Toronto, March 7, 2018—Canadian companies are targets for economic crimes, including cybercrime, asset misappropriation, and consumer fraud, according to PwC Canada’s bi-annual Economic Crime and Fraud Survey released today. It indicates 55% of Canadian companies experienced economic crime in the 24 months, a significant increase from 37% in 2016.
In the past two years, cybercrime has become the most reported economic crime experienced by organizations in Canada (46%), asset misappropriation (38%) and consumer fraud (36%) are close behind.
As organizations across the country are racing to implement new technologies and using data to innovate, they must be more vigilant around managing cyber risks. According to the report, 46% of Canadian organizations (vs 31% globally) said that they’ve experienced cybercrime in the last two years. In the past two years, Canadian organizations who were victims of a cybercrime were primarily affected by asset misappropriation (32%), disruption of business processes (29%), and extortion (23%). The breaches were typically conducted through phishing (58%), malware (45%), and network scanning (20%).
“Fraudsters are more sophisticated than ever and so organizations must think about fraud dynamically to stay ahead. In an era of radical transparency, companies often don’t get to decide when an issue becomes a crisis” says Domenic Marino, National Forensics and Disputes Services Leader, PwC Canada. “Organizations need to invest heavily in their people and technologies to fight fraud and manage it proactively. The cost of economic crime is measured not only in dollars but also in reputation and trust.”
The report focuses on different types of fraudsters including consumer, external actors, and internal.
With cybercrime on the rise in Canada, organizations have improved their investments to combat breaches in the past two years: 64% of respondents now have a fully operational response plan in place compared to 31% in 2016. Some of those plans include having a designated Chief Information Security Officer (CISO). Of those organizations with a CISO, only 43% report into the Board of Directors indicating that they there is room to prioritize cybersecurity in an organization.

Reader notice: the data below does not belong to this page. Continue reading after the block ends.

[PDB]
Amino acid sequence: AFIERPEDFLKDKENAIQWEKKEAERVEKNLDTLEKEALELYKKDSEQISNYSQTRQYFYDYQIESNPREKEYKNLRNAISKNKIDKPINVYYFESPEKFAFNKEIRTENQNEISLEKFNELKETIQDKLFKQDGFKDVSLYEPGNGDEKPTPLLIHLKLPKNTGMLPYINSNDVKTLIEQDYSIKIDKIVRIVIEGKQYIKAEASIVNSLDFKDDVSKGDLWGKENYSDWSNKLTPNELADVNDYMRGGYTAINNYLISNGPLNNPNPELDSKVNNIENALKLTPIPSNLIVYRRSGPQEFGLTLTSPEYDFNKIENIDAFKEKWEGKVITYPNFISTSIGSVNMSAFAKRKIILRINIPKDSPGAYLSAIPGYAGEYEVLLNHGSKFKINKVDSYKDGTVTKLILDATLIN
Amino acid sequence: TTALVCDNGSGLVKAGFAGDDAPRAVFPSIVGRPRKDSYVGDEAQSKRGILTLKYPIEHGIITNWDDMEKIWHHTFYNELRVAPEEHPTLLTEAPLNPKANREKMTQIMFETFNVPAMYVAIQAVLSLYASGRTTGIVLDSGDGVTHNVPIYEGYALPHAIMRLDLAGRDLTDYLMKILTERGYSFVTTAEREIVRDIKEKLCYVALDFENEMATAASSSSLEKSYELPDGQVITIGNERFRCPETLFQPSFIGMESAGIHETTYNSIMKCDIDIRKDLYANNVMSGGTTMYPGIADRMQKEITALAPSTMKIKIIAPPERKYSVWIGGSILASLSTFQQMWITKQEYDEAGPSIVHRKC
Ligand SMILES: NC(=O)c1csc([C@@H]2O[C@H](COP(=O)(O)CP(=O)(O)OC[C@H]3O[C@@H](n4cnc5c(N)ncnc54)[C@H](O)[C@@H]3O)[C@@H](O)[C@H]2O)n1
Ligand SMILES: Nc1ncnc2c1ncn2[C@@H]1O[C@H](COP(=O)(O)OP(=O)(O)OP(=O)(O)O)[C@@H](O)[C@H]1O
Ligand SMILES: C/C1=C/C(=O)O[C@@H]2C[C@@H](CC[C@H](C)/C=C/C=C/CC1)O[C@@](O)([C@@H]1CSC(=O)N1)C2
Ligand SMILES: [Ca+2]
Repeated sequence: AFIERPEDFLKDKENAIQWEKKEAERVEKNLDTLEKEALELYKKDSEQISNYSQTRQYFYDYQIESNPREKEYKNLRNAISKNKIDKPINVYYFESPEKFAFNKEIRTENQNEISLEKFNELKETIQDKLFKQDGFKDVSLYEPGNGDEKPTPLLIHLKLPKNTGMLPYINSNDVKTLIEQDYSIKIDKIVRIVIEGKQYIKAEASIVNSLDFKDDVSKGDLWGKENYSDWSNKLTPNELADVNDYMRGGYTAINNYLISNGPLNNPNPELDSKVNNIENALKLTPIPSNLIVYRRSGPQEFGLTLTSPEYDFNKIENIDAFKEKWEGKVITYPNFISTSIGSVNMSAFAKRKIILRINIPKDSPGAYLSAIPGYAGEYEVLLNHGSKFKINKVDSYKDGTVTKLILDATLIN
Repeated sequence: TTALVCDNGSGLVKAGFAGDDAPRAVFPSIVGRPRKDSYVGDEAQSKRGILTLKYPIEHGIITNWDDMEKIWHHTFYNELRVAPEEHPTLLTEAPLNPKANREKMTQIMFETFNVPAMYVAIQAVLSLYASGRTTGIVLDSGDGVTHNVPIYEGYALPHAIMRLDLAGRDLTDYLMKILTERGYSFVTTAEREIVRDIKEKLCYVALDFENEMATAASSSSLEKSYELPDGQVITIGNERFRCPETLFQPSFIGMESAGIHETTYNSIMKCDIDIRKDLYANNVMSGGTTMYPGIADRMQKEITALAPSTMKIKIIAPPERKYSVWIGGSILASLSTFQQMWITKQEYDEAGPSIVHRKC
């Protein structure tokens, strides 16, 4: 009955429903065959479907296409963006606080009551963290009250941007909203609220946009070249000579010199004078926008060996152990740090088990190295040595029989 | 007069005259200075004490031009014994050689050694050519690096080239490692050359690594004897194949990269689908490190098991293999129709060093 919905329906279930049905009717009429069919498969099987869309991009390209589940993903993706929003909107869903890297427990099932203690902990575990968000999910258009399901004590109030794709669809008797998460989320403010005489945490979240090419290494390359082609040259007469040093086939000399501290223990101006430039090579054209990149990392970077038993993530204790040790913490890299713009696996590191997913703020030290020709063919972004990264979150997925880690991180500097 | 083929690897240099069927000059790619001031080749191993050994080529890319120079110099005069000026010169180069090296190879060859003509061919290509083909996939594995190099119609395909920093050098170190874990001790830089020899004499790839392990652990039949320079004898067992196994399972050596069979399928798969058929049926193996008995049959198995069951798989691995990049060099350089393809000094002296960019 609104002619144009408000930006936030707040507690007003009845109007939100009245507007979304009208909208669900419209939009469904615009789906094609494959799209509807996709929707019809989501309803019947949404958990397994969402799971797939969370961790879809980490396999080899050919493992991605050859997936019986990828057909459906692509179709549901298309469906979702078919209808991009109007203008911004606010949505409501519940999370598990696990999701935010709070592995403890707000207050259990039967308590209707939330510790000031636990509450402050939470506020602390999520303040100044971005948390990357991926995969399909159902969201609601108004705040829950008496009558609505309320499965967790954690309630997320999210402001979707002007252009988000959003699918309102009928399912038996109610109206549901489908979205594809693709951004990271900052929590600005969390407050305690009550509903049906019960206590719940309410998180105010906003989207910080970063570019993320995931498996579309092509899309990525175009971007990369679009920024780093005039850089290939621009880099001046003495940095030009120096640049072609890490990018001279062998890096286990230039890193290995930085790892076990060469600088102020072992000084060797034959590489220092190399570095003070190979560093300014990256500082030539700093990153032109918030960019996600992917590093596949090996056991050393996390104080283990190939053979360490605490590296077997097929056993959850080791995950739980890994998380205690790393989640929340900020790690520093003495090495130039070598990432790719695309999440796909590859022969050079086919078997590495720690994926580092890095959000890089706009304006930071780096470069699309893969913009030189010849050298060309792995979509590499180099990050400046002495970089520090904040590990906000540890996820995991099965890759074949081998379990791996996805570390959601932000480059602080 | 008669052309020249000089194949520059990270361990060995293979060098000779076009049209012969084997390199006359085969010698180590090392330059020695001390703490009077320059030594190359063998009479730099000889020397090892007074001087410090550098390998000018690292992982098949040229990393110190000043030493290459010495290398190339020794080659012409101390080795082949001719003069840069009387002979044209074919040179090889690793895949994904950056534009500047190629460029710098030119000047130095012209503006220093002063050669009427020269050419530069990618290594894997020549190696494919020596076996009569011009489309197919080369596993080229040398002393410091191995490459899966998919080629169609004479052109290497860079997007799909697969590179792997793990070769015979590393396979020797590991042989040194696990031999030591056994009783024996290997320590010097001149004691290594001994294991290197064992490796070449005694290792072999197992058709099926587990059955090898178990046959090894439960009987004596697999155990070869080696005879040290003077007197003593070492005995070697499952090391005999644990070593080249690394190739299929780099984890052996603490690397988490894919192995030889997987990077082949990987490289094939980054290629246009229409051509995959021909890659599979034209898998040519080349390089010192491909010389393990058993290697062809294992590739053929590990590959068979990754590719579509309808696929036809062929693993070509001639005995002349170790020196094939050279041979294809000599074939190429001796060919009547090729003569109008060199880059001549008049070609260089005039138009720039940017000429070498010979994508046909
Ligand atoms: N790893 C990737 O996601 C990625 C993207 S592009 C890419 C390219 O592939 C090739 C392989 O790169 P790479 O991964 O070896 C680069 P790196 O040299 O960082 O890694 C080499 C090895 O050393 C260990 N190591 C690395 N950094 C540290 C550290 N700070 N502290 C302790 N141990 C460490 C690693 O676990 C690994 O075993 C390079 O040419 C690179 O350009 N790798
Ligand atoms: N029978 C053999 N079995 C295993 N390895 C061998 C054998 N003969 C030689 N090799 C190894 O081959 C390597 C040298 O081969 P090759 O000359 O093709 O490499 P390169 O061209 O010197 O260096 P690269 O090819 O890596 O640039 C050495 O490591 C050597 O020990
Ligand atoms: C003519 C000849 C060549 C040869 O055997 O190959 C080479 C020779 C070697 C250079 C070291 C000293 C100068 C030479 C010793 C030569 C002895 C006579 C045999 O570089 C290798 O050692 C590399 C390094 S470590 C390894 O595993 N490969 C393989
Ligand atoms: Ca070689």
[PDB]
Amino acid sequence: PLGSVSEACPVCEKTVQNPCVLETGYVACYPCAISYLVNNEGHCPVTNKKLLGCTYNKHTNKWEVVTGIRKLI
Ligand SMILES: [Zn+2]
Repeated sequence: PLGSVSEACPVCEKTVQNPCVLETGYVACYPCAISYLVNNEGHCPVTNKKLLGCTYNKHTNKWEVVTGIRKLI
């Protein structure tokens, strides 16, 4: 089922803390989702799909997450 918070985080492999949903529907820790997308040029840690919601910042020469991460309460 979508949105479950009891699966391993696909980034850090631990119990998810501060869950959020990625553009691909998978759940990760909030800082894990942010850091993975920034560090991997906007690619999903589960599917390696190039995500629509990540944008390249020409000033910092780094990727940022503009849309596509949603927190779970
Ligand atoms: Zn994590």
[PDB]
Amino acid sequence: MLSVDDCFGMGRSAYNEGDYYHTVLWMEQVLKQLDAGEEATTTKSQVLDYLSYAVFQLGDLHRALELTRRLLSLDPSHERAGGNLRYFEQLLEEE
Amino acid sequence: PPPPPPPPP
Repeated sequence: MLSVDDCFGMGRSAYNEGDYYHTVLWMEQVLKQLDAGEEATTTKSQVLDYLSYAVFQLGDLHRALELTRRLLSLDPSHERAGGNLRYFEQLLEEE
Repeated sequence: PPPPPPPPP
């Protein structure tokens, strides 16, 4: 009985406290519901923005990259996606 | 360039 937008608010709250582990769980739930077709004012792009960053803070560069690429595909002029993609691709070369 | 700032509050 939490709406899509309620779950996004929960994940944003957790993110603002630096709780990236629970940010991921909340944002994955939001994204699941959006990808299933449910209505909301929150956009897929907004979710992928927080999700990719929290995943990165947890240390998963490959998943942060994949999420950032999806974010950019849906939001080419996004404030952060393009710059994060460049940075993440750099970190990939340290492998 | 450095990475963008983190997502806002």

There is increasing pressure to hold C-Suites and board executives accountable when these breaches happen according to PwC’s Global CEO Survey. A breach a can reduce public’s trust in an organization if it fails to prevent and/or report breaches and its response plan in a timely manner.
Canadians are lagging behind our global counterparts in the use of emerging technology, like artificial intelligence and advanced analytics to predict, monitor and detect economic crime. The benefits of technology to mitigate risk can help organizations focus their efforts on areas where fraud happens as well as predict how fraud could impact them.
While the report suggests that investments in technology can help mitigate fraud, the most critical investment is in its employees. A majority of Canadian organizations (69%) have a formal business ethics and compliance program in place but only 30% make it a priority to verify and reward their employees’ ethical decision-making.
Click here to access PwC Canada’s Economic Crime and Fraud Survey.
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